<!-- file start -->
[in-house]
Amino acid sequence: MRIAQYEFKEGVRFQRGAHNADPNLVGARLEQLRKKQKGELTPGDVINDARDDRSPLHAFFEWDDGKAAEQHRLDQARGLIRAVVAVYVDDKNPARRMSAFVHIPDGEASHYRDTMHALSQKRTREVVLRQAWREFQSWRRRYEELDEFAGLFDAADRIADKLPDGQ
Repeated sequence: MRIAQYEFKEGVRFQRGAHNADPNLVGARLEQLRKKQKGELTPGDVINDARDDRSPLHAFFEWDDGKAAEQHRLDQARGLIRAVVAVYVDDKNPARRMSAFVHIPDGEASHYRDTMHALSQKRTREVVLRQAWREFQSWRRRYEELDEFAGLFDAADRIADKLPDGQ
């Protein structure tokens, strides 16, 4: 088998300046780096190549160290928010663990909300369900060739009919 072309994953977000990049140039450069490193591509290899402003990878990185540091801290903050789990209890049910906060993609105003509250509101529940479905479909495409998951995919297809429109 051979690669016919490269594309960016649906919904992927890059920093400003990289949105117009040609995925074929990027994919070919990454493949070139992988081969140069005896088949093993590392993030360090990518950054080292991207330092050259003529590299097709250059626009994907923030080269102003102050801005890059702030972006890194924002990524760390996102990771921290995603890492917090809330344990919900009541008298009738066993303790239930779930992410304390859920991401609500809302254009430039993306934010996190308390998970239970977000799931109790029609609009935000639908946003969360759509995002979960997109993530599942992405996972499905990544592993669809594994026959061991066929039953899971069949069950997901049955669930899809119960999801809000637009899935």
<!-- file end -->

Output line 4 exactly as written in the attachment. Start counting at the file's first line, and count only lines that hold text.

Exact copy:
């Protein structure tokens, strides 16, 4: 088998300046780096190549160290928010663990909300369900060739009919 072309994953977000990049140039450069490193591509290899402003990878990185540091801290903050789990209890049910906060993609105003509250509101529940479905479909495409998951995919297809429109 051979690669016919490269594309960016649906919904992927890059920093400003990289949105117009040609995925074929990027994919070919990454493949070139992988081969140069005896088949093993590392993030360090990518950054080292991207330092050259003529590299097709250059626009994907923030080269102003102050801005890059702030972006890194924002990524760390996102990771921290995603890492917090809330344990919900009541008298009738066993303790239930779930992410304390859920991401609500809302254009430039993306934010996190308390998970239970977000799931109790029609609009935000639908946003969360759509995002979960997109993530599942992405996972499905990544592993669809594994026959061991066929039953899971069949069950997901049955669930899809119960999801809000637009899935």